Statistical analyses

Study population characteristics were summarized using descriptive statistics such as mean ± standard deviation (SD) and n (%). Due to the skewed nature of IL-6, TNF-α and IL-10 levels, all values were transformed to the natural logarithm scale. Cytokine responsiveness to ODE was calculated as the difference between baseline and ODE-stimulated cytokine production. Associations between ΔLn IL-6 and ΔLn TNF-α levels and baseline Ln IL-10 were examined using Pearson’s correlation. Multivariable linear regression models were used to examine ΔLn IL-6 and ΔLn TNF-α as predictors of Ln IL-10 level, while adjusting for age (continuous variable), sex (male/female), body mass index (BMI kg/m2, < 25, 25–29.9, ≥ 30), race (white/other), education (< high school, ≥ high school), smoking status (never, former, current) and white blood cell count. The association between chronic respiratory symptoms (cough, phlegm and bronchitis) and Ln IL-10 concentration was determined using Student’s t-test and multivariable logistic regression (adjustment for age, sex (male/female), body mass index (BMI kg/m2, < 25, 25–29.9, ≥ 30), race (white/other), education (< high school, ≥ high school), smoking status (never, former, current) and white blood cell count (103/μl, continuous variable). Associations between lung function and ln IL-10 (quartiles) concentration were determined by ANOVA. Due to the non-linear nature of the ANOVA results, lung function variables (FEV1/FVC ratio; FEV1, % predicted; FVC, % predicted) were classified into four levels based on quartiles and multivariable models were examined using multinominal logistic regression. Lung function quartile was treated as the nominal response variable and the model was adjusted for age (continuous variable), sex (male/female), body mass index (BMI kg/m2, < 25, 25–29.9, ≥ 30), race (white/other), education (< high school, ≥ high school), smoking status (never, former, current) and white blood cell count (1 × 103/μl, continuous variable). Corresponding OR and 95% CI of increased lung function (higher quartile relative to lower quartile) associated with Ln IL-10 concentration (continuous), were calculated.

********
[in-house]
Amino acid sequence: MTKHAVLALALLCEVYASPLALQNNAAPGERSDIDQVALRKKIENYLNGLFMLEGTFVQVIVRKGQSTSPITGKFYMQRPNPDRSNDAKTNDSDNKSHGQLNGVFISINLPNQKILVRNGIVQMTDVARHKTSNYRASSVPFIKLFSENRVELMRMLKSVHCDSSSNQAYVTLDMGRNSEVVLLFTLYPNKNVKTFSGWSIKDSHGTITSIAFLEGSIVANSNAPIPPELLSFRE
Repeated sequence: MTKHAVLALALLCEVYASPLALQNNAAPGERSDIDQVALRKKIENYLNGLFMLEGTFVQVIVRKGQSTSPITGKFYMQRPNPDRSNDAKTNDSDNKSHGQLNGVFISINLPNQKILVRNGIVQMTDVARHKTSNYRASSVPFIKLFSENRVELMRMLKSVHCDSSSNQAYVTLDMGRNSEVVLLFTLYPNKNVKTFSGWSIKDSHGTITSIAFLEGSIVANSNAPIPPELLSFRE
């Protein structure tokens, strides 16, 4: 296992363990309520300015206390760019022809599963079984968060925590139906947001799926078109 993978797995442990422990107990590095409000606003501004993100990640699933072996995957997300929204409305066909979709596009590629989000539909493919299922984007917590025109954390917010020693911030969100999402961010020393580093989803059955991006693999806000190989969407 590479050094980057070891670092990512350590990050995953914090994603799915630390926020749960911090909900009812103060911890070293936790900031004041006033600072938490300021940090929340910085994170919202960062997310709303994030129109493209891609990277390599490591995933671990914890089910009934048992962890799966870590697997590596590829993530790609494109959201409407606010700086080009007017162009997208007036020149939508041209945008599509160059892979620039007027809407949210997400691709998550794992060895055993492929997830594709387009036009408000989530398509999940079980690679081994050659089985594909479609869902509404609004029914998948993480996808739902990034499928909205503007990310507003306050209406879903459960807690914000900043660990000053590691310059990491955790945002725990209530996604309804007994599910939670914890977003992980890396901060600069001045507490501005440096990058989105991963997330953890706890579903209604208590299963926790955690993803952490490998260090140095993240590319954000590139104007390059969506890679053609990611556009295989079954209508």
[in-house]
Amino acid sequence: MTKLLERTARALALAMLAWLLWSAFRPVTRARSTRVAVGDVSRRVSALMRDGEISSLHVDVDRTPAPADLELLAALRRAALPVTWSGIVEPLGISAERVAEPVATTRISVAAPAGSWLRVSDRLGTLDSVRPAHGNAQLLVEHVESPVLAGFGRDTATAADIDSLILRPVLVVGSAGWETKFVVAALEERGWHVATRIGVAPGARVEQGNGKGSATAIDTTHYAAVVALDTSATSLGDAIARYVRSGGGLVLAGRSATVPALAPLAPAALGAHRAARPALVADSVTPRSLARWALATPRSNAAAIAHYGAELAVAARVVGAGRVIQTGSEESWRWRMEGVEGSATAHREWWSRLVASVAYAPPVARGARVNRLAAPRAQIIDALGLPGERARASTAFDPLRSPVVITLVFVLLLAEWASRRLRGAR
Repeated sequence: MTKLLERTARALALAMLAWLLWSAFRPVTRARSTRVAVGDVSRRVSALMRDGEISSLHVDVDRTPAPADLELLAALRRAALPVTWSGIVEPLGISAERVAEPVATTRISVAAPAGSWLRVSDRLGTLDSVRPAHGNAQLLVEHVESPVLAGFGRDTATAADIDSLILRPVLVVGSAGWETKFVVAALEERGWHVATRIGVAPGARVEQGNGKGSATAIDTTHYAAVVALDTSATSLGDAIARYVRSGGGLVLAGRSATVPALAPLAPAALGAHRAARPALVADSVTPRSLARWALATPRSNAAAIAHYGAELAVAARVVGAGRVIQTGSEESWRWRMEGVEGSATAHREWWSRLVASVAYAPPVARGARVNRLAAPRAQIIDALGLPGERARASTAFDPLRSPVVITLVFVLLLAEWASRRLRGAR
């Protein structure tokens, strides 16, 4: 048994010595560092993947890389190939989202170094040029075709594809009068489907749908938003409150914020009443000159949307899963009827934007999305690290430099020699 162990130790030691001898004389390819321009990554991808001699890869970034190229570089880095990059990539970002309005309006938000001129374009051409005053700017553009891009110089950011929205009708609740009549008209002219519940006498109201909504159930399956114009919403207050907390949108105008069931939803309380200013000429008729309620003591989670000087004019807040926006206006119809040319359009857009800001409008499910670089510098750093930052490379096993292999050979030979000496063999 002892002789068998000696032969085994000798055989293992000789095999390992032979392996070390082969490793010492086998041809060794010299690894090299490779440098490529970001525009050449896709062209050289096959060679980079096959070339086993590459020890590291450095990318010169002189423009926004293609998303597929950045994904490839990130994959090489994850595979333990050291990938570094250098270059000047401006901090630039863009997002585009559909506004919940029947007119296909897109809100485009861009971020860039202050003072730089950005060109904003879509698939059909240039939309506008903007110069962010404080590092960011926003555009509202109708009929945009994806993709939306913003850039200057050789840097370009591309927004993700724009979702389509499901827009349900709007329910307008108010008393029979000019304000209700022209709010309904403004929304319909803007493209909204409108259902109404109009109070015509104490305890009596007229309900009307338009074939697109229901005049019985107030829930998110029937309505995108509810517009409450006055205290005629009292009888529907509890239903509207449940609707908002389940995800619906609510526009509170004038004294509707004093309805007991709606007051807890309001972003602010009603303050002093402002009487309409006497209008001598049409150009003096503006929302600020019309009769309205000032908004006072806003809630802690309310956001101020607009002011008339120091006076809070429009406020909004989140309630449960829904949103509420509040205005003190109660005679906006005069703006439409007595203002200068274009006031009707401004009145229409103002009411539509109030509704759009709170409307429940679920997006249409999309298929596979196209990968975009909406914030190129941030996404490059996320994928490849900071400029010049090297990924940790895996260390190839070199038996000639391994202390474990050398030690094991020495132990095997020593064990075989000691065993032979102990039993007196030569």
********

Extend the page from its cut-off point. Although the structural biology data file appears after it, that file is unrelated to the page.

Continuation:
Multivariable models were generated using backwards stepwise regression analysis to identify common sociodemographic and disease-related factors independently associated with Ln IL-10, respiratory symptoms and lung function. Given their significance in other studies [27], race, sex and education were factored into the model.

Results

There were a total of 625 individuals included in the analyses. Characteristics of participants are summarized in Table 1. Reflecting demographic trends in the VA population nationally [28], participants were predominantly older men (mean age 64.8 years; 97.9% male) who were white (96.1%) and smoked during their lifetime (80.2%). Based on our inclusion criteria, all participants had worked on a farm during their adult life, for an average of 26.5 years and the majority having worked with livestock (87.3%) and crops (81.9%). Approximately 30% of the population reported they had respiratory symptoms (chronic cough, 34.1%; chronic phlegm, 34.6%; chronic bronchitis, 24%) and 40.0% had COPD, defined as FEV1/FVC ratio < 0.7.
Table 1

Study Population Characteristics Stratified by Airway Obstruction

 

Total N = 625

Age, Mean yrs. (SD)

64.8 (8.3)

Sex, n (%)

 Male

612 (97.9)

 Female

13 (2.1)

BMI, kg/m2, n (%)

  < 25

91 (14.6)

 25–29.9

182 (29.1)

  ≥ 30

352 (56.3)

Race, n (%)

 White

599 (96.1)

 Other

24 (3.9)

Education, n (%)a

  ≤ High School

266 (44.2)

  > High School

336 (55.8)

Smoking Status, n (%)

 Never

124 (19.8)

 Former

368 (58.9)

 Current

133 (21.3)

COPD

250 (40.0)

Chronic Cougha

204 (34.1)

Chronic Phlegma

206 (34.6)

Chronic Bronchitisa

142 (24.0)

Lifetime Exposure to Livestocka

527 (87.3)

Lifetime Exposure to Cropsa

534 (81.9)

Worked on a Farm, Mean yrs. (SD)a

26.5 (20.9)

White Blood Cell Count ×  103/μl (SD)a

7.4 (2.1)

  Neutrophilsa

4.6 (1.9)

  Monocytesa

0.68 (0.35)

  Eosinophilsa

0.23 (0.20)

Abbreviations and Definitions: BMI body mass index, COPD chronic obstructive pulmonary disease, defined as FEV1/FVC < 0.7; Livestock, hogs, beef and dairy cattle, and poultry; Crops, corn, sorghum, wheat, oats, and hay

aNumbers do not add up to 100% due to missing data